Muscle Wasting in Dogs

Written by megan o'malley
  • Share
  • Tweet
  • Share
  • Pin
  • Email
Muscle Wasting in Dogs
Strong and healthy dogs (lead dogs image by John Sfondilias from Fotolia.com)

Canines that experience muscle wasting are most often showing symptoms of a larger problem. Muscle wasting is a symptom of many different canine diseases and should be taken very seriously. If dogs are showing any symptoms of muscle wasting it is best to get them to a veterinarian for a more thorough examination.

Other People Are Reading

Disseminated Aspergillosis

Aspergillosis is a fungal disease that usually affects the nasal passages and respiratory system. Dog breeds with large snouts are the ones most likely to contract aspergillosis. If the disease spreads throughout the body it is known as disseminated aspergillosis. This type can cause muscle wasting in canines. Other symptoms include weight loss, lethargy, vomiting and paralysis. According to the website Pet Place, disseminated aspergillosis is treatable by veterinarians through the use of systemic antifungal drugs.

Thyroid Disease

Thyroid disease is a lifelong affliction that begins to affect dogs most often around puberty. The most common form of thyroid disease is autoimmune thyroiditis, which is typified by the antithyroid antibodies that appear in the canine's blood and tissue. Muscle wasting, seizures, a dull and coarse coat and a slowed heart rate are all signs of thyroid disease. The most common treatment for thyroid disease is daily injections of the T4 hormone; the brand names for T4 hormones are Soloxine and Synthroid.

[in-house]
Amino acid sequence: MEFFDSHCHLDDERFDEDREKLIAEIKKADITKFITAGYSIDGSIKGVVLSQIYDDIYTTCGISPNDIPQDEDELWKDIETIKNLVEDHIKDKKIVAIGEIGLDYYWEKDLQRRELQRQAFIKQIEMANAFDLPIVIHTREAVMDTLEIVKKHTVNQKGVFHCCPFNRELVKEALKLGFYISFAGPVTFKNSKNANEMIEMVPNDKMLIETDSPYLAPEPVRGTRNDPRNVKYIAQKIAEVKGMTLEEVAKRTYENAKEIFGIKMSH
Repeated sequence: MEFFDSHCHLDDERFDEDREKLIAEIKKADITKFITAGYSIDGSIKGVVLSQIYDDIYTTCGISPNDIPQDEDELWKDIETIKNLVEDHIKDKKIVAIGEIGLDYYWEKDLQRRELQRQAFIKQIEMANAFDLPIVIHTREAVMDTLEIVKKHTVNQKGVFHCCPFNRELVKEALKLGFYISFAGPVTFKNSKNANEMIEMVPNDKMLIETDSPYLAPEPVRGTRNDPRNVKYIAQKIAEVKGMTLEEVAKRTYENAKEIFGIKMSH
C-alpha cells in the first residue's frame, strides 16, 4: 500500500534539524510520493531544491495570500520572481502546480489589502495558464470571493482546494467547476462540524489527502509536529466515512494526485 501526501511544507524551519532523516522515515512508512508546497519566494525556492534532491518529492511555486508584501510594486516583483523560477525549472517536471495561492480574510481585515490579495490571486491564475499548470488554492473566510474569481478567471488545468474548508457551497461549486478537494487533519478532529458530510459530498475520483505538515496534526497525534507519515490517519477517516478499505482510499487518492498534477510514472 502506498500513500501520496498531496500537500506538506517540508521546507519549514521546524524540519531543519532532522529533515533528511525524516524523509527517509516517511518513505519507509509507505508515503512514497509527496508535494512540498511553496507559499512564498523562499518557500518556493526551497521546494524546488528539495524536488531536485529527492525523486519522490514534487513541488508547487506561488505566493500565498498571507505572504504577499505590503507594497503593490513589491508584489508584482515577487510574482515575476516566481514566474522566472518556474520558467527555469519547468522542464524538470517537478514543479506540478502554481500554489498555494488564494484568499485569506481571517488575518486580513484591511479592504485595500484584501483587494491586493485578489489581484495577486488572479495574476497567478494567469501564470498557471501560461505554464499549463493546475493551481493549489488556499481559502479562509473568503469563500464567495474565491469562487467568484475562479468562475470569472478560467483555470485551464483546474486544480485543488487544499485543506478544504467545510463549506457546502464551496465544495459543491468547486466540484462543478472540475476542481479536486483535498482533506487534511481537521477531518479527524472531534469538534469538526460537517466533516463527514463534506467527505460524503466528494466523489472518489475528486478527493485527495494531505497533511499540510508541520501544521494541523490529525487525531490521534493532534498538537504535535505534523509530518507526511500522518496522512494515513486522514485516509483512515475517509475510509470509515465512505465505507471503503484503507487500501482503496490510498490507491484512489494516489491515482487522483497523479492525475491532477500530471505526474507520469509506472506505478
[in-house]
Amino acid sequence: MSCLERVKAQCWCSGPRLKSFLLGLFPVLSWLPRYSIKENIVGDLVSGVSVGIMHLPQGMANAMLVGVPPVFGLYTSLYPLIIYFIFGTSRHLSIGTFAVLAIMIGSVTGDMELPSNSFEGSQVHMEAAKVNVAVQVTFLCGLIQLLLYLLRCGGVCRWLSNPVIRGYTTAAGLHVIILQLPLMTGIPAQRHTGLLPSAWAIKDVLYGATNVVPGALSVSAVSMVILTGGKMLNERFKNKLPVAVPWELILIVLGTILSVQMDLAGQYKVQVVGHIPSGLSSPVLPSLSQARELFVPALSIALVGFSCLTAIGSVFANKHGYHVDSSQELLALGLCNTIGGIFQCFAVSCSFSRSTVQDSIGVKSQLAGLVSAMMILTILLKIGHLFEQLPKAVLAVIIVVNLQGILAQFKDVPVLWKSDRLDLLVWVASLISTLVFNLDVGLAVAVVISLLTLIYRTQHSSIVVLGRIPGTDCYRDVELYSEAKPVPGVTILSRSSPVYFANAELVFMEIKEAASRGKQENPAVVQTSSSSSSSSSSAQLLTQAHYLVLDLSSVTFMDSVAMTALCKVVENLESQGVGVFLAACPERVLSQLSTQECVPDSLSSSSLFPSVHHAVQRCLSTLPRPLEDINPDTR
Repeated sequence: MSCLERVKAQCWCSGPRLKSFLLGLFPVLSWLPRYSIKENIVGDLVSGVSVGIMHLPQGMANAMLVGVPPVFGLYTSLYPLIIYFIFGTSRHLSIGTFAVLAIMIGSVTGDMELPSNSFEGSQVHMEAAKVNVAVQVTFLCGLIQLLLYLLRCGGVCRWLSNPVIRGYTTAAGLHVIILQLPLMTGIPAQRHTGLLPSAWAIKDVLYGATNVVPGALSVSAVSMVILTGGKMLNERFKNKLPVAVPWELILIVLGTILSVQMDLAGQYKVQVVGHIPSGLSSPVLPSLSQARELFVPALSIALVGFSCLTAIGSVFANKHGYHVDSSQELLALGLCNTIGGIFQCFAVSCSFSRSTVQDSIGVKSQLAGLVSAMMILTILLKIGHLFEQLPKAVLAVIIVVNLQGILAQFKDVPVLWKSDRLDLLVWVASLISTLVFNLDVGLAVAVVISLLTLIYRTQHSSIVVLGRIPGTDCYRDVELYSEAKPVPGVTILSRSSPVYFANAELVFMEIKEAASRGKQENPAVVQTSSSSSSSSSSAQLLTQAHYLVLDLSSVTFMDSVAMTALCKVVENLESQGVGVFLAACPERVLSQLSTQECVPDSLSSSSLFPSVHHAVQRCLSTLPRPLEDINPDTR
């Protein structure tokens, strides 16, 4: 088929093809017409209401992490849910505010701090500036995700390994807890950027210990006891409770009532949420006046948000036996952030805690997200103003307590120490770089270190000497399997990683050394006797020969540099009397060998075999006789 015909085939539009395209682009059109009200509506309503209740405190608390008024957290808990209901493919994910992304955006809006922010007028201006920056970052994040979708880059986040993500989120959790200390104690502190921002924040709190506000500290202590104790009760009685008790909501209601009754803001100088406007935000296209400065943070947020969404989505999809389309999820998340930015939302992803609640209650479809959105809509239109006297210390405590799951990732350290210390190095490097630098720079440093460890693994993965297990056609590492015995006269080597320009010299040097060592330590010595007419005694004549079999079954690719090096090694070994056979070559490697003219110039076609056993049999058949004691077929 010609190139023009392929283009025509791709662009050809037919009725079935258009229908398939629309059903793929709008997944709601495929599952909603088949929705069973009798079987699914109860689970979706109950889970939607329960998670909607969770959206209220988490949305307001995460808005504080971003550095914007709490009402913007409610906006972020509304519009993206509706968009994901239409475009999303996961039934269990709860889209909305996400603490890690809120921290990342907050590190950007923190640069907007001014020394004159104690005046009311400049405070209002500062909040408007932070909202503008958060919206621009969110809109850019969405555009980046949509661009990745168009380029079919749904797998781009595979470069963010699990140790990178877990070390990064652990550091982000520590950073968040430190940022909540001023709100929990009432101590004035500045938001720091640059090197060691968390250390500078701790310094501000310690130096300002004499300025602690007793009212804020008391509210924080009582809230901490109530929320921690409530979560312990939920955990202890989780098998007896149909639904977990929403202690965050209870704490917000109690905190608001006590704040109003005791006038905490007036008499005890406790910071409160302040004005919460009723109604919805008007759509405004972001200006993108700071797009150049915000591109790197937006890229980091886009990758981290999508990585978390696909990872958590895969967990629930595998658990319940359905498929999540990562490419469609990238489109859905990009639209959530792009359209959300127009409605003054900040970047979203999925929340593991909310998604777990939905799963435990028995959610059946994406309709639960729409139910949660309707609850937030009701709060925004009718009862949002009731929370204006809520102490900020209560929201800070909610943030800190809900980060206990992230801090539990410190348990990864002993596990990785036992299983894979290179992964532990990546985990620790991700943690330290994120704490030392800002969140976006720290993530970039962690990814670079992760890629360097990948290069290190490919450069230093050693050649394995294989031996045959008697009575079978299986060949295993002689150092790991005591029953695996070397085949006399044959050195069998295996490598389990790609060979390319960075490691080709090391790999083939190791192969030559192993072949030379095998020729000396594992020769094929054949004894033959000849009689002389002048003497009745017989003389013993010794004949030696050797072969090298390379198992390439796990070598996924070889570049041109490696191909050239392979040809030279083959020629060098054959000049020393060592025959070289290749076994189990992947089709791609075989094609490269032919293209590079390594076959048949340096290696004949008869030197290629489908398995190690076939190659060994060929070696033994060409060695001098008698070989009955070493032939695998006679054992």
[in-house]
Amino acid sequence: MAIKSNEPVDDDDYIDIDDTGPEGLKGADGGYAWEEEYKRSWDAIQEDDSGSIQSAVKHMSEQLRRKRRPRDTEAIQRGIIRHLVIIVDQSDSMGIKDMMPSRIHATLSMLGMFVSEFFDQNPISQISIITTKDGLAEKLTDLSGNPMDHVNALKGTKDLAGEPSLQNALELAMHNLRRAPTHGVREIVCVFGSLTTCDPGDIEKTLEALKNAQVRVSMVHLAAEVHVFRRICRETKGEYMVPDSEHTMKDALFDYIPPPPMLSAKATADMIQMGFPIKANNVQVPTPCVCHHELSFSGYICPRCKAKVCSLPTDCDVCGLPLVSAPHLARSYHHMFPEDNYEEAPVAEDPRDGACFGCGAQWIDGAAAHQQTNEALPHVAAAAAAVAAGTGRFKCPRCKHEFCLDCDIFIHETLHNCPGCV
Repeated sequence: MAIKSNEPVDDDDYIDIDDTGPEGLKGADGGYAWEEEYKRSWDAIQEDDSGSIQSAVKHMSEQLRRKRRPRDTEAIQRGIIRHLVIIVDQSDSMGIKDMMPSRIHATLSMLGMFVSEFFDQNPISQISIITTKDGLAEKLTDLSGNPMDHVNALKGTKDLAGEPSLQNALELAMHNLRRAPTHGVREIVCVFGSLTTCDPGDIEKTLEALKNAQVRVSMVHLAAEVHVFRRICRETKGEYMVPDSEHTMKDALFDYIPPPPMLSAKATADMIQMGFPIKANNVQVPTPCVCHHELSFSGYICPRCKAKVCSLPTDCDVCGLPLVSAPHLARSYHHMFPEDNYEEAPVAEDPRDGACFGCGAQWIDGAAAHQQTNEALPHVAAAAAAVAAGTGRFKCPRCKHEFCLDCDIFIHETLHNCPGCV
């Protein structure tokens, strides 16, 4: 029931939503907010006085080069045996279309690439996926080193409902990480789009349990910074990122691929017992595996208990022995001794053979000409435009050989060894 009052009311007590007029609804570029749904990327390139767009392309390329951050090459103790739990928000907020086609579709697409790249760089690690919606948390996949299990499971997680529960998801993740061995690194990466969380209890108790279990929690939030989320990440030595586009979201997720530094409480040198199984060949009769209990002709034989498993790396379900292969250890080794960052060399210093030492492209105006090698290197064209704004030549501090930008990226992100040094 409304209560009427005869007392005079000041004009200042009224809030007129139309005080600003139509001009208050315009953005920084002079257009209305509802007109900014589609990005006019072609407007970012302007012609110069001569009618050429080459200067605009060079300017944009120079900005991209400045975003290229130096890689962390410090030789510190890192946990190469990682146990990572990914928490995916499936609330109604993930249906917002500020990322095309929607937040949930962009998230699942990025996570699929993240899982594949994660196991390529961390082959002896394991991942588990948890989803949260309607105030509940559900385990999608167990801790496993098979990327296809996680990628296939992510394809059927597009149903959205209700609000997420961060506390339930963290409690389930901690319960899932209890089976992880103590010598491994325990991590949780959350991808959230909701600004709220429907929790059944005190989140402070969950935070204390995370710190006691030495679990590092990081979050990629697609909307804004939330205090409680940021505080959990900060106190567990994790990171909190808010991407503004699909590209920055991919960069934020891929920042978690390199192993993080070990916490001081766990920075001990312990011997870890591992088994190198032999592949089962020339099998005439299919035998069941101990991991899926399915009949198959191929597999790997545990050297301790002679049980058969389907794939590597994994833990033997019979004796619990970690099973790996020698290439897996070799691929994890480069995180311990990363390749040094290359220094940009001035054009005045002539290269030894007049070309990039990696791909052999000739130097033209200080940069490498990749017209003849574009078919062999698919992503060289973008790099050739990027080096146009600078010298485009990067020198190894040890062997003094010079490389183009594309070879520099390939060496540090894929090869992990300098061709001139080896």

Myositis

According to the website Vet Specialists, myositis is an inflammation of the muscles and can be a sign of a more serious illness. Myositis can affect just one muscle, such as the jaw, or it can affect groups at a time. Generalised myositis, known as polymyositis, shows signs of muscle swelling followed by muscle wasting. Veterinarians can confirm whether or not a dog is suffering from myositis through a sample of tissue. Treatment is generally steroids and immunosuppressive drugs.

Degenerative Myelopathy

Degenerative myelopathy is a slow developing disease that has no cure. It most commonly affects ageing German shepherds and on occasion other large breeds of dogs. Although degenerative myelopathy is a spinal cord disorder, it also causes muscle wasting and loss in the hind legs. Any loss of coordination or weakness in the rear legs, particularly in middle-aged German shepherds, should be checked out by a veterinarian. While the cause of degenerative myelopathy is unknown, it is thought to be an autoimmune disease.

Tick Disease

The term tick disease is used as an umbrella term that includes Lyme disease, Rocky Mountain spotted fever and basesiosis. When a dog is bitten by a tick it can contract any one of these diseases. Symptom of tick-related disease include muscle wasting, swelling of the extremities, nose bleeds and fever. In order to avoid having dogs contract tick diseases, treat them with a monthly tick repellent such as Frontline or have them wear a tick collar such as Preventic.

Don't Miss

Filter:
  • All types
  • Articles
  • Slideshows
  • Videos
Sort:
  • Most relevant
  • Most popular
  • Most recent

No articles available

No slideshows available

No videos available

By using the eHow.co.uk site, you consent to the use of cookies. For more information, please see our Cookie policy.